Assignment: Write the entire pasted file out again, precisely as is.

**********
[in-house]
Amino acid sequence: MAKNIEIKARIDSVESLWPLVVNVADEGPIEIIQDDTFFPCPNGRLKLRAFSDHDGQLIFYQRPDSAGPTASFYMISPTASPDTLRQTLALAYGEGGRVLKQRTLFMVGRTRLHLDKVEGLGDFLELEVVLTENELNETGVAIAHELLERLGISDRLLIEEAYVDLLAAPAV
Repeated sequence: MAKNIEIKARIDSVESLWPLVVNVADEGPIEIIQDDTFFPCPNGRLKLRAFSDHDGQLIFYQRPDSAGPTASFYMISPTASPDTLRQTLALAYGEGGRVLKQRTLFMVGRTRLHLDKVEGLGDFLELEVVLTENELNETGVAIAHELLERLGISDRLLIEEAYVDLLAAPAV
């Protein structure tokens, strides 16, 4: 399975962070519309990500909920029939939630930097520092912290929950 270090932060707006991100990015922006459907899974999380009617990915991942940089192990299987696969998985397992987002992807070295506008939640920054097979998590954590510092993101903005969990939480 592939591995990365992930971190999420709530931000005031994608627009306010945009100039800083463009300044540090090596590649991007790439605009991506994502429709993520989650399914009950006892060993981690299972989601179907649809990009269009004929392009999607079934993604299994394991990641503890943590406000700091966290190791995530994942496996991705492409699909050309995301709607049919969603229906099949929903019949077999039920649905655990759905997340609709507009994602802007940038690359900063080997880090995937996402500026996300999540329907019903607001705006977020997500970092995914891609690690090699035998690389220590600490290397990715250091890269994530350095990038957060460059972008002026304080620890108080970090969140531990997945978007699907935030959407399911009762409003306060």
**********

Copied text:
[in-house]
Amino acid sequence: MAKNIEIKARIDSVESLWPLVVNVADEGPIEIIQDDTFFPCPNGRLKLRAFSDHDGQLIFYQRPDSAGPTASFYMISPTASPDTLRQTLALAYGEGGRVLKQRTLFMVGRTRLHLDKVEGLGDFLELEVVLTENELNETGVAIAHELLERLGISDRLLIEEAYVDLLAAPAV
Repeated sequence: MAKNIEIKARIDSVESLWPLVVNVADEGPIEIIQDDTFFPCPNGRLKLRAFSDHDGQLIFYQRPDSAGPTASFYMISPTASPDTLRQTLALAYGEGGRVLKQRTLFMVGRTRLHLDKVEGLGDFLELEVVLTENELNETGVAIAHELLERLGISDRLLIEEAYVDLLAAPAV
């Protein structure tokens, strides 16, 4: 399975962070519309990500909920029939939630930097520092912290929950 270090932060707006991100990015922006459907899974999380009617990915991942940089192990299987696969998985397992987002992807070295506008939640920054097979998590954590510092993101903005969990939480 592939591995990365992930971190999420709530931000005031994608627009306010945009100039800083463009300044540090090596590649991007790439605009991506994502429709993520989650399914009950006892060993981690299972989601179907649809990009269009004929392009999607079934993604299994394991990641503890943590406000700091966290190791995530994942496996991705492409699909050309995301709607049919969603229906099949929903019949077999039920649905655990759905997340609709507009994602802007940038690359900063080997880090995937996402500026996300999540329907019903607001705006977020997500970092995914891609690690090699035998690389220590600490290397990715250091890269994530350095990038957060460059972008002026304080620890108080970090969140531990997945978007699907935030959407399911009762409003306060």